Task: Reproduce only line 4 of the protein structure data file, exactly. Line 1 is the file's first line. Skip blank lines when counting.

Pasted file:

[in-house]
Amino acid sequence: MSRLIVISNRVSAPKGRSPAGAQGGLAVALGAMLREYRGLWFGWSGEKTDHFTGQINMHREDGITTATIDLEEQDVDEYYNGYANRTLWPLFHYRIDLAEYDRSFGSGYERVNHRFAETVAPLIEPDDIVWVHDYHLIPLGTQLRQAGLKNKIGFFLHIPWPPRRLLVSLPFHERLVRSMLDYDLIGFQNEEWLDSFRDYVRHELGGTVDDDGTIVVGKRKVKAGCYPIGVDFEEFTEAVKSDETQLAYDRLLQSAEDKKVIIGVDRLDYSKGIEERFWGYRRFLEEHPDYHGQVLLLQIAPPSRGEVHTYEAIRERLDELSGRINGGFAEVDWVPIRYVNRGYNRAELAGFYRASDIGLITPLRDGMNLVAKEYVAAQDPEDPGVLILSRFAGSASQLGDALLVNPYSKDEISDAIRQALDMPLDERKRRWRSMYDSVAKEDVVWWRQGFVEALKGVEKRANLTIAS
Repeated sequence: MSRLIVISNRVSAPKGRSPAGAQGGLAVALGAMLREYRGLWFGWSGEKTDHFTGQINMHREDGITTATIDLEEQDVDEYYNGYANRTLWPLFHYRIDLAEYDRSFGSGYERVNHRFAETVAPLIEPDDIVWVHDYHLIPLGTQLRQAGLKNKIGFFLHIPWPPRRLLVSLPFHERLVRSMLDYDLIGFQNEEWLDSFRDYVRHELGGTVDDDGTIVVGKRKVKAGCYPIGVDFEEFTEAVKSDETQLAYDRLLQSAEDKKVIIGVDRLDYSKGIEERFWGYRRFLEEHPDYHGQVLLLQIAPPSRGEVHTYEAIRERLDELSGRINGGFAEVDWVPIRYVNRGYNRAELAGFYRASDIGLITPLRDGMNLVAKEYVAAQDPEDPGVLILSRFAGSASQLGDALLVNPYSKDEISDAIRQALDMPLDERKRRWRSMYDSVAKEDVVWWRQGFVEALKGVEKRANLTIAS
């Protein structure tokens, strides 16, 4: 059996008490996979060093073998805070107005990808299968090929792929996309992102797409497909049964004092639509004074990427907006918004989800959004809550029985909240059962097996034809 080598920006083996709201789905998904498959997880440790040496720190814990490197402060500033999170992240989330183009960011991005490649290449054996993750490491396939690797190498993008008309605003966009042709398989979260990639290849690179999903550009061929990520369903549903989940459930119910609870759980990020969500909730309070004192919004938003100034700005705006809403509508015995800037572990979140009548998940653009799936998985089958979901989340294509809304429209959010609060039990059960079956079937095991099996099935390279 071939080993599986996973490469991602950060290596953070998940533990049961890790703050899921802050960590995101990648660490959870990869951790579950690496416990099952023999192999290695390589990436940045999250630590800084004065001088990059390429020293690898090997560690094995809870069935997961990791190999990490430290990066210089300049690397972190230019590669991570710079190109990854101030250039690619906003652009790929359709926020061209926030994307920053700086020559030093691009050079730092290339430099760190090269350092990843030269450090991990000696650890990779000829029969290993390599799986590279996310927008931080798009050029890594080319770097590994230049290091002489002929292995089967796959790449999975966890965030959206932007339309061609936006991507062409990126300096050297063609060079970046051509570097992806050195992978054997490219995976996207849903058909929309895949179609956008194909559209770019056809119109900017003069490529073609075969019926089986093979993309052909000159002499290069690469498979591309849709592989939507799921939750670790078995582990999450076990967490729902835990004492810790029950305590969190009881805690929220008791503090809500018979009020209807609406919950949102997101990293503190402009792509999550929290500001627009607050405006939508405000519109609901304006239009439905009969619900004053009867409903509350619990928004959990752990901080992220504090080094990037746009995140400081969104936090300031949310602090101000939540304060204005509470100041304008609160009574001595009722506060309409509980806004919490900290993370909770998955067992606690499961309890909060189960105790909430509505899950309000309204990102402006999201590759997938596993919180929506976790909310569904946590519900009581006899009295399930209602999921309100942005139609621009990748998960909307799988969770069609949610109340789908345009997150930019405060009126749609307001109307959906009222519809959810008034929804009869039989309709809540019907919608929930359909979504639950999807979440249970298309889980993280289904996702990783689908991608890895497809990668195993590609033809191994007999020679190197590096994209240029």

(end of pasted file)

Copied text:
């Protein structure tokens, strides 16, 4: 059996008490996979060093073998805070107005990808299968090929792929996309992102797409497909049964004092639509004074990427907006918004989800959004809550029985909240059962097996034809 080598920006083996709201789905998904498959997880440790040496720190814990490197402060500033999170992240989330183009960011991005490649290449054996993750490491396939690797190498993008008309605003966009042709398989979260990639290849690179999903550009061929990520369903549903989940459930119910609870759980990020969500909730309070004192919004938003100034700005705006809403509508015995800037572990979140009548998940653009799936998985089958979901989340294509809304429209959010609060039990059960079956079937095991099996099935390279 071939080993599986996973490469991602950060290596953070998940533990049961890790703050899921802050960590995101990648660490959870990869951790579950690496416990099952023999192999290695390589990436940045999250630590800084004065001088990059390429020293690898090997560690094995809870069935997961990791190999990490430290990066210089300049690397972190230019590669991570710079190109990854101030250039690619906003652009790929359709926020061209926030994307920053700086020559030093691009050079730092290339430099760190090269350092990843030269450090991990000696650890990779000829029969290993390599799986590279996310927008931080798009050029890594080319770097590994230049290091002489002929292995089967796959790449999975966890965030959206932007339309061609936006991507062409990126300096050297063609060079970046051509570097992806050195992978054997490219995976996207849903058909929309895949179609956008194909559209770019056809119109900017003069490529073609075969019926089986093979993309052909000159002499290069690469498979591309849709592989939507799921939750670790078995582990999450076990967490729902835990004492810790029950305590969190009881805690929220008791503090809500018979009020209807609406919950949102997101990293503190402009792509999550929290500001627009607050405006939508405000519109609901304006239009439905009969619900004053009867409903509350619990928004959990752990901080992220504090080094990037746009995140400081969104936090300031949310602090101000939540304060204005509470100041304008609160009574001595009722506060309409509980806004919490900290993370909770998955067992606690499961309890909060189960105790909430509505899950309000309204990102402006999201590759997938596993919180929506976790909310569904946590519900009581006899009295399930209602999921309100942005139609621009990748998960909307799988969770069609949610109340789908345009997150930019405060009126749609307001109307959906009222519809959810008034929804009869039989309709809540019907919608929930359909979504639950999807979440249970298309889980993280289904996702990783689908991608890895497809990668195993590609033809191994007999020679190197590096994209240029």